We met our companion in the hallway outside. Everything was paneled with rich wood, gilded with gold and voracious ornament. The walls as far as the eye could see were lined with a progression of severe portraits of men and women that were heavily bejeweled, painted shoulders weighed down by fur. Their outstretched hands gripped ridiculous mythical sentiments of history: in one, a woman with her chin lifted and a godly glint to her eye held a sword aloft. She towered over a hefty stone from which the sword had been withdrawn, ignoring the crowned man whose hands were wildly gesticulating beneath her.
“I suppose we should introduce ourselves,” my male companion said. “I’m Cobalt.”
“Like the color?” My female companion asked.
“Yes,” he grinned. “My parents were artists. Most nights I fell asleep to maman reading from a book about color theory.”
“Well, I’m Colette. My parents weren’t around long enough to explain their naming strategy, probably they liked the sound of it,” she said.
“Colette was a famous French writer in the centuries before the era of space travel,” Cobalt offered.
“Was she? And what about you?” Colette looked at me.
“Mars. Like the planet.”
I was thankful when Augustus stopped short of a double-breasted door. He said:
“These doors were crafted from Spanish gold gifted to Lord Adam’s grandfather by a pirate. Some experience strange things after passing through them.”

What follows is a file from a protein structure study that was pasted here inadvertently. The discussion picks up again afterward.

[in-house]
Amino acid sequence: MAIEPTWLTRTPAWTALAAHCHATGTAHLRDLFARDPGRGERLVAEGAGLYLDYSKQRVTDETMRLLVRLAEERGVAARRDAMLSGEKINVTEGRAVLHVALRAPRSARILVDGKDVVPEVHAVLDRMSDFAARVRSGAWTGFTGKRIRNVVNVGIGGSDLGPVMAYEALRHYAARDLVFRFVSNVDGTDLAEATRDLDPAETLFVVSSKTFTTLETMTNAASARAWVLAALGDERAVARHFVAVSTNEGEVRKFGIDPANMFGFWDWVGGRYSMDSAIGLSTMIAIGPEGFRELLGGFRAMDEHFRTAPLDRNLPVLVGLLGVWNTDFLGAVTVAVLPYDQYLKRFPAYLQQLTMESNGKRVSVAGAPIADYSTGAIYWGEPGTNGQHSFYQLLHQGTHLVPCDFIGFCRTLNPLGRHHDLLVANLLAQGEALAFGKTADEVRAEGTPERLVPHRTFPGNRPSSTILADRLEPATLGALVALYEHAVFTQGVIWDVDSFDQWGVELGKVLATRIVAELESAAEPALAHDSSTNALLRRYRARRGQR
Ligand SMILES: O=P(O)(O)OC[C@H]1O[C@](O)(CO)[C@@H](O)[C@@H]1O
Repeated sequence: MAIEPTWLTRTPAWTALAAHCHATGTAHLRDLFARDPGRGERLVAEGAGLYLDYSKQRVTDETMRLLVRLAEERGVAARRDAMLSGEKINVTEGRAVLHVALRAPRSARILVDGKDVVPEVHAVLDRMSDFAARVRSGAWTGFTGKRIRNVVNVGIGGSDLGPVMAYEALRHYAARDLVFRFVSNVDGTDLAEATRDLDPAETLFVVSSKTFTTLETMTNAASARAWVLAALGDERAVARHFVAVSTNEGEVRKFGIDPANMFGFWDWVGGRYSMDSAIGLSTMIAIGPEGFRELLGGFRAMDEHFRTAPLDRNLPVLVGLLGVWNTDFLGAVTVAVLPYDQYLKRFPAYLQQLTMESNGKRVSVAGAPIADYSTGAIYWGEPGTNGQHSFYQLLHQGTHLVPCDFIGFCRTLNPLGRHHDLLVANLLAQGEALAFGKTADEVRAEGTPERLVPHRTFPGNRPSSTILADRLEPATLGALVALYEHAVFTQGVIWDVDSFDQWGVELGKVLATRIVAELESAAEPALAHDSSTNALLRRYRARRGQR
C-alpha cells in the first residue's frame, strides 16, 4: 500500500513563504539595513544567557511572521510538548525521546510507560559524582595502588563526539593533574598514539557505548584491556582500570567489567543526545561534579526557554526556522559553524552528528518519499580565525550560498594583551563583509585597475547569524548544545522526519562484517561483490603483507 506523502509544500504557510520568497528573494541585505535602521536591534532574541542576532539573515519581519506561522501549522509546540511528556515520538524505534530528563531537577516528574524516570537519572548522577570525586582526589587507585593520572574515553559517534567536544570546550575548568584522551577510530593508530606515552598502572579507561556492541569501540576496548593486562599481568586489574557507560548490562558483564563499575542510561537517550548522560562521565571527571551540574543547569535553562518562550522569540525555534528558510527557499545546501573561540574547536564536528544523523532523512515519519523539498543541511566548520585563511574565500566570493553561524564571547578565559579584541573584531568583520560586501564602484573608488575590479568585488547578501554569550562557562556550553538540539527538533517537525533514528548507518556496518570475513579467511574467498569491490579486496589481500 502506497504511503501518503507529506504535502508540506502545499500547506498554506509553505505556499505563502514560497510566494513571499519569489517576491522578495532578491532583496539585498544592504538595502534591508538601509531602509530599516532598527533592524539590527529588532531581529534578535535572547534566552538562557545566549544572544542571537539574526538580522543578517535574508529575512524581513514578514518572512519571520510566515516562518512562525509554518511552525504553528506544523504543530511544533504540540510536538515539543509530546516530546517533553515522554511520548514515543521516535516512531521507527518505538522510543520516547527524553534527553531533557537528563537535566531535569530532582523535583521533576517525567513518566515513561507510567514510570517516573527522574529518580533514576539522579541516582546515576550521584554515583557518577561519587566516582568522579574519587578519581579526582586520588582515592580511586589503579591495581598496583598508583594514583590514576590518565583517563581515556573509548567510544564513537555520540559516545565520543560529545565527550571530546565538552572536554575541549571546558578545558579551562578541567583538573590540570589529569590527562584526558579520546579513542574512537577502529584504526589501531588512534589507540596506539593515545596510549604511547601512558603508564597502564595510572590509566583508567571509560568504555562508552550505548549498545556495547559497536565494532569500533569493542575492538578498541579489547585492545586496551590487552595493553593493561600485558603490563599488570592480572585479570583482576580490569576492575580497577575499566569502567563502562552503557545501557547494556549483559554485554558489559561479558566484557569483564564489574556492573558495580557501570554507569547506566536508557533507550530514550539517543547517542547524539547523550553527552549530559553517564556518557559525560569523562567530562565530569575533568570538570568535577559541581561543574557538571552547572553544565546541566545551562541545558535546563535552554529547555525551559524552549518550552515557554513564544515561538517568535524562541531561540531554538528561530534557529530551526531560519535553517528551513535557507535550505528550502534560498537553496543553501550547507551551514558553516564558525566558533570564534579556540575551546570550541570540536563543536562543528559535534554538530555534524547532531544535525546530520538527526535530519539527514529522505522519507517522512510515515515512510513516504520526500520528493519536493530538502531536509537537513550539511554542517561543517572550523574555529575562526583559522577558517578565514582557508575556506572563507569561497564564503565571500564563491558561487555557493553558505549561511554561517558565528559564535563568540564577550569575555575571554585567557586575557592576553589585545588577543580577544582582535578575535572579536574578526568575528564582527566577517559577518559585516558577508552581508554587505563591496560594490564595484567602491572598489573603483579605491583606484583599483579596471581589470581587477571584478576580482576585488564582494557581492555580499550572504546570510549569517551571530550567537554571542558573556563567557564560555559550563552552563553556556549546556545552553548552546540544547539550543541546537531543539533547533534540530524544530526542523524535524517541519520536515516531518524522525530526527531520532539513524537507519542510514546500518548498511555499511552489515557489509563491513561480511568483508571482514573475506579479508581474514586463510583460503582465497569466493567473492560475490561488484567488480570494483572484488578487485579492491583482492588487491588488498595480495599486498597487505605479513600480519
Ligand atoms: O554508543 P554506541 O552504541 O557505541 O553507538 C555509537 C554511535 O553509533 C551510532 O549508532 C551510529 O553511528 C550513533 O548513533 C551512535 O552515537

There were engravings of complicated geometric formulae; I recognized them as alchemy. I knew enough after spending months in that mammoth library swallowing books on God, and mysticism, and answers to questions that had plagued humanity since the first human looked to the stars: who are we? Where did we come from? And, perhaps most importantly: why are we here? It didn’t matter; a thousand years had passed since Einstein. I felt that thousands more would pass before we finally gave up the pursuit and realized the who, where, why didn’t have a rhyme or reason. Purpose, if there was any, had been invented by our linear minds. There was no great Plan. We all lived and died and civilizations rose and species went extinct and the Universe didn’t do anything about it, because the Universe didn’t care, there was no right or wrong, just opportunity and what you did with it.
Anyways, that was how I thought at the time.
The doors opened and revealed a spacious room that was half parlor half botanical conservatory. The seamless transition from wood and chandelier to glass was barely discernible; it was the light streaming through one end of the room and the various flora growing in that direction that forced you to study the play between the two architectural styles. The sharp diagonal lines of the glass panels acted as prisms and here and there was the flicker of the rainbow, of white light forced to separate into its parts.
Presently we were introduced to Lord Adam, his wife Lady Aurora and their daughter Lady Avalon. The lord’s face fell once he heard our names; thereafter any interest in engaging us in discourse dissipated. It was only the daughter Avalon that seemed to sense our displacement; she said nothing, only observed us without reaction as we met the rest of the guest list.
At some point a bell chimed delicately and continued to do so until everyone in the room noticed, stopped talking and found a seat. There was a Persian rug, patterned floor pillows, a trio of lion pawed divans and several armchairs. The magician entered.